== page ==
Such outmoded concepts of God are something of a soft target for skeptics partly, I believe, because they omit treating the problem of the origins and emergence of life while having practically nothing to say about a possibly nontrivial role of quantum mechanical processes (or computing) in its genesis. Such processes may be involved in evolving life from a prebiotic soup and in mutation. Strict neo-Darwinists may, of course, wish to postulate the existence of a principle analogous to natural selection as applying to the universe through backward extrapolation, so that states of matter which will eventually be fit for living organisms and consciousness somehow have an advantage. However, such a principle would be little more than a petitio principii, and if used to describe the improbable conditions in a universe that permit sentient life forms, it would simply be a restatement of the anthropic principle as described, for instance, by Penrose (2004). And naturally, as Penrose has also pointed out, in an infinite universe eventually even the most improbable contingencies will sooner or later occur without the need to invoke an external designer-God or super Programmer to explain them. The anthropic principle does not necessarily imply a universe evolving with humanity as a teleological goal. In its purely scientific formulation, this principle only states the conditions that are contingently necessary for the emergence of sentient life and consciousness. It does not address the possibility of a process (or incarnational) theology or archetypal psychology in which a numinous principle is implicit to the evolutionary process itself.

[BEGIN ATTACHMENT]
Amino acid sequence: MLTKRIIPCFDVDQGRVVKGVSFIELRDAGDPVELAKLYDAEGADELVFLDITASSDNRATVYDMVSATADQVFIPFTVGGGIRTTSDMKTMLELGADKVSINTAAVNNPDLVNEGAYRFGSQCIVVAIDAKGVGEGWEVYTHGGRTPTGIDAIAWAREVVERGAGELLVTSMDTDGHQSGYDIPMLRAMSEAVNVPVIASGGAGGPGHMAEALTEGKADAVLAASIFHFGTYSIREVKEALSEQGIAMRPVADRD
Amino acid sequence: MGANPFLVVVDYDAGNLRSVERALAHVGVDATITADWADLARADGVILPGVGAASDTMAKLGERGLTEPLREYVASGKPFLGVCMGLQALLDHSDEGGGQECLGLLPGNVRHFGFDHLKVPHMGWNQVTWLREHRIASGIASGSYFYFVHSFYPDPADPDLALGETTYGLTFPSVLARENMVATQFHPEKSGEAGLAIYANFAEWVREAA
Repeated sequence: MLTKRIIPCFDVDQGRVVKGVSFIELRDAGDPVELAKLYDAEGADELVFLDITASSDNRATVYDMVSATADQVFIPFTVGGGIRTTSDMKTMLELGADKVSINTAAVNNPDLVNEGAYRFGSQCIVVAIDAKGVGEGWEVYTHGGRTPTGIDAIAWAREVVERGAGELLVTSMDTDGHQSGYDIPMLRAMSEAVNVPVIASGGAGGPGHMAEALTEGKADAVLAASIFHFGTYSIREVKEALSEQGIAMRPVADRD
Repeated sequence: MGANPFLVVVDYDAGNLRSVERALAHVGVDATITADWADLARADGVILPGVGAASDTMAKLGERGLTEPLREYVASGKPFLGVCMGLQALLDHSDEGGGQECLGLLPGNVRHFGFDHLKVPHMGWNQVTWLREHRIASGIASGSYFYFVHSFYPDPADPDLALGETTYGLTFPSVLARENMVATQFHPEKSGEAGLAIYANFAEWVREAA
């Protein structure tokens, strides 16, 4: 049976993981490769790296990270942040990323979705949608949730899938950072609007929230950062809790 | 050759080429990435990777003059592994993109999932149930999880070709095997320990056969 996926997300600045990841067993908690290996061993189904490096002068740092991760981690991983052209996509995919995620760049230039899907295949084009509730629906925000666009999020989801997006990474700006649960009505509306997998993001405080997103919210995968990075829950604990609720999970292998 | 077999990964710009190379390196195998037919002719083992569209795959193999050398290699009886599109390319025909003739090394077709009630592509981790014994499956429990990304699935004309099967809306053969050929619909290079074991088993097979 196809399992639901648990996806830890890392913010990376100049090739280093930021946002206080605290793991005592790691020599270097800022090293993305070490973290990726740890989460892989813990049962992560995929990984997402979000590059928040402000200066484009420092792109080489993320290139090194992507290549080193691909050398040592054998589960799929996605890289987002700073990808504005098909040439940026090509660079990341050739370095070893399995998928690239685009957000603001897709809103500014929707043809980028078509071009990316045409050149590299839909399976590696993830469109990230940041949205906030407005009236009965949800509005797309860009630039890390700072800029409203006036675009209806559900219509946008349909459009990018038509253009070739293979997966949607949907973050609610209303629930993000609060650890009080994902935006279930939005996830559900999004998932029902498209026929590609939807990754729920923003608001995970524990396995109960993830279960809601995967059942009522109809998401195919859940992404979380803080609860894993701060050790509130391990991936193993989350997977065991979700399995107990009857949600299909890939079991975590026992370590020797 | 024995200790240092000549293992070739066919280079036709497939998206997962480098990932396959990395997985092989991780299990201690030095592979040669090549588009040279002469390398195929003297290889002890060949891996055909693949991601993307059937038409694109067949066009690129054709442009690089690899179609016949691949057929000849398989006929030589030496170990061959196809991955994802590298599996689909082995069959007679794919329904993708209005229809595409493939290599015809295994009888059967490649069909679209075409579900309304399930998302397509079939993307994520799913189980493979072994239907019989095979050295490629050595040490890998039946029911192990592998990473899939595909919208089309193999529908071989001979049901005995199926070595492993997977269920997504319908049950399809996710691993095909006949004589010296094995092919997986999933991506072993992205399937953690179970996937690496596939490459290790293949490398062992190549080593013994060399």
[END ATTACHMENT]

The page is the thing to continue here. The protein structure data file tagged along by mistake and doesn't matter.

This brings the discussion back to the evolution of matter and to the notion of physicist David Bohm (2002) and his colleague Basil Hiley, who wrote “that even the quantum level can be thought to have, via active information, a primitive mindlike quality though it obviously has no consciousness” (Hiley and Pylkkänen 2005, 22). More specifically, the quantum potential appears to be “some kind of internal energy which carries information about the environment. The whole process, particle plus active environment is being formed partly from within, requiring no external force to determine its future behaviour” (ibid., 19). In this way the quantum potential differs from the classical “push-pull” potential on the level of macroscopic objects like billiard balls. Hiley reminds readers that when considering the root of the word information, the original meaning is that of putting form into process, and together with Bohm, he considers information to be “a link or bridge between the mental and the physical sides” of reality (ibid., 23). Thus it is possible to disentangle the notion of mind from that of consciousness which is an evolutionary emergent property in matter of such complexity and organization as that characteristic of the human brain.
This perspective, especially with its notion of a rudimentary mindlike quality associated with the quantum potential, may have implications that could demolish Dawkins’s central argument. This notion is perhaps all the more shocking because it has been postulated by eminent physicists, not by theologians like Teilhard de Chardin or other scientific apostates. Wolfgang Pauli, who formulated the famous exclusion principle and collaborated with depth psychologist C. G. Jung, expressed views similar to those of Bohm. Pauli wrote of the unconscious archetypes as cosmic ordering and regulating principles responsible for the patterned information and mathematical lawfulness to be found in the physical world.